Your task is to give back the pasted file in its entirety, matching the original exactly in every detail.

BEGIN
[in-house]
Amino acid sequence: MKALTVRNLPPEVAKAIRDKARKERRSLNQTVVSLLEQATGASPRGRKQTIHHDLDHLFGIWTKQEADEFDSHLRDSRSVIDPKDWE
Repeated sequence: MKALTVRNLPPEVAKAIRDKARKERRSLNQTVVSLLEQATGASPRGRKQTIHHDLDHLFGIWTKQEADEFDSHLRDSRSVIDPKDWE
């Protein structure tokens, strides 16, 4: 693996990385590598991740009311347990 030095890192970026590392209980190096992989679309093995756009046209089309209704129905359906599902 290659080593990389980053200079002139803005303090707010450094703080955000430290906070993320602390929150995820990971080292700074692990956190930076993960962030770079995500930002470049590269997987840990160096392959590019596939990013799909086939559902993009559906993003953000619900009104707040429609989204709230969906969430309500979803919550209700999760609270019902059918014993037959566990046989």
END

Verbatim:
[in-house]
Amino acid sequence: MKALTVRNLPPEVAKAIRDKARKERRSLNQTVVSLLEQATGASPRGRKQTIHHDLDHLFGIWTKQEADEFDSHLRDSRSVIDPKDWE
Repeated sequence: MKALTVRNLPPEVAKAIRDKARKERRSLNQTVVSLLEQATGASPRGRKQTIHHDLDHLFGIWTKQEADEFDSHLRDSRSVIDPKDWE
């Protein structure tokens, strides 16, 4: 693996990385590598991740009311347990 030095890192970026590392209980190096992989679309093995756009046209089309209704129905359906599902 290659080593990389980053200079002139803005303090707010450094703080955000430290906070993320602390929150995820990971080292700074692990956190930076993960962030770079995500930002470049590269997987840990160096392959590019596939990013799909086939559902993009559906993003953000619900009104707040429609989204709230969906969430309500979803919550209700999760609270019902059918014993037959566990046989």